Editor’s comment: How hard can it be to hold a consultation?
PUBLISHED: 09:00 08 April 2017 | UPDATED: 10:42 18 August 2017
Those playing Local News Bingo with the Gazette this week will have observed a perennial favourite: the Sham Consultation.
Regulars of this feature will also have spotted Improvement Works That Actually Make Things Worse and Public Cash Paying For Something The Public Doesn’t Want.
This isn’t the first time in recent months that managers at the Sobell have angered an amateur sports league: readers may remember dozens of squash players downing racquets over the summer because Better, despite its name, switched off the lights so they couldn’t warm up on empty courts.
In that case, the leisure centre said it wanted to save energy (though it should be noted it had the side-effect of generating more money) but what really got players’ goat was that they hadn’t been asked about it first. In this case, Better wants to attract more people to the Sobell, which is no bad thing in itself, but yet again the players – the people of Islington and beyond who the leisure centre is there to serve, who help fund it through memberships and whose health is the reason Better exists in the first place – weren’t asked what they needed. A letter inviting them to an on-the-spot meeting in someone’s office barely weeks before work begins is hardly a meaningful consultation: are we really to believe Better was prepared to halt or redirect £3million of work with a month’s notice?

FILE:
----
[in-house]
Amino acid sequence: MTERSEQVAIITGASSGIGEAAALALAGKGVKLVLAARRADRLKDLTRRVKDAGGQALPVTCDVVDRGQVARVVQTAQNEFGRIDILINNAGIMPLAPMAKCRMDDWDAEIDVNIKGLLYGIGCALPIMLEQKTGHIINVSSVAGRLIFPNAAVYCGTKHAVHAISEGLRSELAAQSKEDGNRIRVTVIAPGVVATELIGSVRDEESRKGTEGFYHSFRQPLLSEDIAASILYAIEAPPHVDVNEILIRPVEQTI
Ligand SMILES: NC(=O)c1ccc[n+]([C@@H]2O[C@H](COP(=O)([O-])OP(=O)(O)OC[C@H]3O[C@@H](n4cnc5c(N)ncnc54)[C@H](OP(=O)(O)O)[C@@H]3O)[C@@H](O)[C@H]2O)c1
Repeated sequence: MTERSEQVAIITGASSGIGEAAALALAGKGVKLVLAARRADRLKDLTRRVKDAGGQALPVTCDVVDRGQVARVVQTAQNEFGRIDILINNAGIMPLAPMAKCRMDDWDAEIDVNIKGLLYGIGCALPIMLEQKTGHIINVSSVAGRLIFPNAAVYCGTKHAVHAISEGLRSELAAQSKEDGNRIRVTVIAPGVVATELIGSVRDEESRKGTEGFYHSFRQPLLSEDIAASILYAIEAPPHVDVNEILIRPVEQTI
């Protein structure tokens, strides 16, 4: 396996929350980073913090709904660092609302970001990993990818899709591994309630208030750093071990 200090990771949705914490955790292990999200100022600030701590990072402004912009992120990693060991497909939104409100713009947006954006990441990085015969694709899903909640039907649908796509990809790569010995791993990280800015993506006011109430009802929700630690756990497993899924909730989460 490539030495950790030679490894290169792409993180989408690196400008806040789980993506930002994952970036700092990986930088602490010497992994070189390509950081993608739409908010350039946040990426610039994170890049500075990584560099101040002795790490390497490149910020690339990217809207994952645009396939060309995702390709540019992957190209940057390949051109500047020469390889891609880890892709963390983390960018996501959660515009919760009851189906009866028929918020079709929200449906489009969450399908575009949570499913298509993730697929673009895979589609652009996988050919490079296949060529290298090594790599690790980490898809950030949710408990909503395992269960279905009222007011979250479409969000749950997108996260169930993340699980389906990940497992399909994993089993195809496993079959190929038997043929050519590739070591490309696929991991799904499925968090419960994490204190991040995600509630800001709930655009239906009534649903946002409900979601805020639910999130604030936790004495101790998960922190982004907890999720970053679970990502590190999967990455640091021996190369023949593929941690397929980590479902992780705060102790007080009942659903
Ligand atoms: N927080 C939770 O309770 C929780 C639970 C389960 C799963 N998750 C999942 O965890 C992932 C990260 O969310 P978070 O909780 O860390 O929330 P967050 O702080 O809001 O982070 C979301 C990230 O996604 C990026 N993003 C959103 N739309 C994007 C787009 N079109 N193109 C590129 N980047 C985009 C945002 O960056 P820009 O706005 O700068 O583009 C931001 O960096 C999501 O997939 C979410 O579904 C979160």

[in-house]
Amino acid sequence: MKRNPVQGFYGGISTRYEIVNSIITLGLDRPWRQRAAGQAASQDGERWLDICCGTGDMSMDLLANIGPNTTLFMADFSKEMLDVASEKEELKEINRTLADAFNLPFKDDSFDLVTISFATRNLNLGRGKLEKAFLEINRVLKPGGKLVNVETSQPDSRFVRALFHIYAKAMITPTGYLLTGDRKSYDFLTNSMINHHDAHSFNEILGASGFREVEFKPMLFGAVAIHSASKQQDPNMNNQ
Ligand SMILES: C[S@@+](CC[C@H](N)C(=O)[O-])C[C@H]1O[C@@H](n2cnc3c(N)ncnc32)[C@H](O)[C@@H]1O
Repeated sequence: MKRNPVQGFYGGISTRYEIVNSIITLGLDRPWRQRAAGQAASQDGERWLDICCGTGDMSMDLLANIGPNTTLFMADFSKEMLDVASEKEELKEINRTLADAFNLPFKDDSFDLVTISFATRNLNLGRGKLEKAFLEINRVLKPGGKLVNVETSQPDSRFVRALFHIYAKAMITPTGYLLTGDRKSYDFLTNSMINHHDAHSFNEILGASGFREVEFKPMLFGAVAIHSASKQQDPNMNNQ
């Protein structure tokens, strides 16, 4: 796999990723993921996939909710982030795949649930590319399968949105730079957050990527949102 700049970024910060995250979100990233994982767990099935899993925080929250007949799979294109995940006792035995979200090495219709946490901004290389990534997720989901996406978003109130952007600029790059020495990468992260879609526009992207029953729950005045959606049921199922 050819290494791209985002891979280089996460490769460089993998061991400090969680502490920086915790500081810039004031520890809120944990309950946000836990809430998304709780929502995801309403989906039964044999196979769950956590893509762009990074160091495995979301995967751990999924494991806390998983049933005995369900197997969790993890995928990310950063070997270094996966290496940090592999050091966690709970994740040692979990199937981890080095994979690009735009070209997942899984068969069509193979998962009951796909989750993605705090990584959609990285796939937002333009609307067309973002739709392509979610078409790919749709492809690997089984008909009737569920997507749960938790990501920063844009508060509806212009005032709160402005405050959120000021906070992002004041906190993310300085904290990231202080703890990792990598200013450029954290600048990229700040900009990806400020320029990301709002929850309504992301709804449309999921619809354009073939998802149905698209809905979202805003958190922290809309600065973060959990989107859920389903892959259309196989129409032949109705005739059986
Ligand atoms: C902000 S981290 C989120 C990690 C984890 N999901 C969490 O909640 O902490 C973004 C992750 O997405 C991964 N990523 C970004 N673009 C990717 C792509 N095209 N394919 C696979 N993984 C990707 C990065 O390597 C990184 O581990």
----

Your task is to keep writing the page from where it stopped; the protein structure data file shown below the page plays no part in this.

Time and again I use this column to complain about organisations failing to ask people’s opinions. Perhaps it comes naturally to us because opinions are what make a newspaper. But to organisations commanding such enormous sums of public cash, I find it hard to understand how the same PR disaster can be repeated in slow motion over and over again, as though no one is ever tasked with learning from previous mistakes.
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